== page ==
In case one assumes that a bicycle can't carry cargo a Yuba Mundo cargo bike is capable of carrying a 150 pound rider and up to 440 pounds of cargo.I've seen them carrying two full beer kegs,and one carrying dozens of two by four lumber no kidding in addition to carrying multiple passengers.There is even an electric motorized version of the Yuba Mundo cargo bike known as the El Mundo.


Dan,Good points on what the relvaite costs show, but the frontal area of teh car and coefficient of drag have a very large impact at higher (highway) speeds. Weight is more dominant at city speeds with more acceleration.If your marginal electic kWh is coal, the electric probably hasn't saved any green house gasses. With an electric car you are transferring the inneffcient heat engine step to an external location, but it is still there. The coal plant is more efficient (if I recall correctly 40-50% vs 25-40% for a gas engine), but there is more CO2 per fuel BTU than gasoline. The cost savings as Dan pointed out is in the cost difference of the source fuel.In North America the marginal electric BTU is almost always going to be some mix of coal and natural gas, as Hydro is run to produce essentially 100% of the resivour availability, and Nuclear is run flat out, since in both cases the marginal cost once you have built and staffed a plant is nearly 0. For fossil fuel plants the largest cost is fuel (mroe so with natual gas than coal).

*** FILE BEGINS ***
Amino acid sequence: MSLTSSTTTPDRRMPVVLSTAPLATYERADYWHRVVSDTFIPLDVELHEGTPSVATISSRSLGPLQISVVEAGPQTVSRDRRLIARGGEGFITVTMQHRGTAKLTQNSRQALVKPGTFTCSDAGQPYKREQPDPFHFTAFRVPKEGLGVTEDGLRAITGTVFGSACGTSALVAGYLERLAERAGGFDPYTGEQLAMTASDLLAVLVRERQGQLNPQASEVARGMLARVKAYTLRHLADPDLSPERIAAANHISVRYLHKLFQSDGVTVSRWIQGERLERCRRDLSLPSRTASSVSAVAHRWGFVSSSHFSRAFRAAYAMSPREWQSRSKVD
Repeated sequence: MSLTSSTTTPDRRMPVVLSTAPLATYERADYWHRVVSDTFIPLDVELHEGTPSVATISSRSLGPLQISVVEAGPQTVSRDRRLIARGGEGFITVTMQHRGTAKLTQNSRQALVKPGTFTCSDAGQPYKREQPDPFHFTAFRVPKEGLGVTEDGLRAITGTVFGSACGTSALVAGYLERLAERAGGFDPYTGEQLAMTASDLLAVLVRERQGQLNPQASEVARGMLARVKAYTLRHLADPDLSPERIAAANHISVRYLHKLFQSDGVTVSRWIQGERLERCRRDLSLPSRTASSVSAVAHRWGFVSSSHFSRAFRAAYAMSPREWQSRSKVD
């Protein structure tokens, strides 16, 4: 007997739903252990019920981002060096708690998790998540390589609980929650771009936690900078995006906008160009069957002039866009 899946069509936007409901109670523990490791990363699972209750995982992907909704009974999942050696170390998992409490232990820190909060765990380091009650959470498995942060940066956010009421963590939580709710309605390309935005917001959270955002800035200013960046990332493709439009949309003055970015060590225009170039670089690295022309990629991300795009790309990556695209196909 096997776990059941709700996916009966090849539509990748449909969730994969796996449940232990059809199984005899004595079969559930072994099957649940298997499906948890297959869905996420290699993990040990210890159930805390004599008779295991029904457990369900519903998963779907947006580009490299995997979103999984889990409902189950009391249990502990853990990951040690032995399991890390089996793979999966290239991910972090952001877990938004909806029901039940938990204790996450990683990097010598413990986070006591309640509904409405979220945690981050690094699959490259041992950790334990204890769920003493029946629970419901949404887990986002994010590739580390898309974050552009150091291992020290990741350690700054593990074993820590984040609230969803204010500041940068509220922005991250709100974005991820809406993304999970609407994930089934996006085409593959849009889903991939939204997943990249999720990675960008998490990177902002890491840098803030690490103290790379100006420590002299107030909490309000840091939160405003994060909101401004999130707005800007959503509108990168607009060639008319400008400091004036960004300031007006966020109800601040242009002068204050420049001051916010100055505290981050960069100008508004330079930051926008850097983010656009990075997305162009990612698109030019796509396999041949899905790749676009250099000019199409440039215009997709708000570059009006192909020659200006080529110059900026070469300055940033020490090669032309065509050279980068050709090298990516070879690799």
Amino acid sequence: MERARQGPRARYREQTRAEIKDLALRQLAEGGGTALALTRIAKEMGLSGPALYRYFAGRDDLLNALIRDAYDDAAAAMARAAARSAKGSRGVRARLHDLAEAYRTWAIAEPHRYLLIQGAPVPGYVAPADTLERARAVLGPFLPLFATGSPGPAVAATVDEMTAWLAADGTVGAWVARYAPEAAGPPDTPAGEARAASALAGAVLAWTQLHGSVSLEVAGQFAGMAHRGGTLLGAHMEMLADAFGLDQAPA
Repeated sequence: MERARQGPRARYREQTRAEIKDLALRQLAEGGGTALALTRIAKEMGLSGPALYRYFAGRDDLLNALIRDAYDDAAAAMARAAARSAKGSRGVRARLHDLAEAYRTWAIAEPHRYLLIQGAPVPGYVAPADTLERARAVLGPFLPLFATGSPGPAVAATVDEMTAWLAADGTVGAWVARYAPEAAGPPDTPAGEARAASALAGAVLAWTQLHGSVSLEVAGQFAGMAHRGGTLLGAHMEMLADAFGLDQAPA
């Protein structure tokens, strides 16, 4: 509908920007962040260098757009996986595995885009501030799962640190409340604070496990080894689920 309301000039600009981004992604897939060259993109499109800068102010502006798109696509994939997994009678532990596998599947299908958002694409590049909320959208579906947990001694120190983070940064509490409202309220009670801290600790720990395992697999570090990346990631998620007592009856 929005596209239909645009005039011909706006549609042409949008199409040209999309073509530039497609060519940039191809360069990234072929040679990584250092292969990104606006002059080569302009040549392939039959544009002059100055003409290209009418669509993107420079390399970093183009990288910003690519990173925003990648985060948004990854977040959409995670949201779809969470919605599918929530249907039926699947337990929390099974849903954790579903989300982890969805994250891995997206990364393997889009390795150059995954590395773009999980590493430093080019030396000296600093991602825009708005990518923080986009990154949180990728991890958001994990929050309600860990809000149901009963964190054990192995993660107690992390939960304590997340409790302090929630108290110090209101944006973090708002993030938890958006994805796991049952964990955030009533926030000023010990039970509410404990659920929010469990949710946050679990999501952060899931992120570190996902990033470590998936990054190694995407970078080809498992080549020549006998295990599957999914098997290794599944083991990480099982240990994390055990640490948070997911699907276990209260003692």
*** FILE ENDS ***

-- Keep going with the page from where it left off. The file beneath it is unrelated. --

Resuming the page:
No responses yet?I am not going to do any math this week, so I am going to iogrne the actual calculation debate. However, I will comment on the Leaf vs. Corolla consumer decision.From a consumers perspective, I would think that we will need to account for an uncertain depreciation rate for the Leaf. I would guess that the risk of having to fork over excessive amounts of cash in the future to repair your Leaf needs to be factored in, whereas with the Corolla there is a repair track record and lots of friends with Corollas you can get repair info from. I am not saying that it would actually have a higher depreciation rate (i.e., higher risk of expensive repairs), just that it has zero repair track record and risk averse consumers would put some value on depreciation rate information. On the other hand, some consumers may get a non-monetary benefit from either the appearance that they are eco-friendly (e.g., the South Park Prius Effect!) or tech savvy (i.e. an early adopter). But these things would probably be much more difficult to measure.Anyways, those are just my two cents.Joel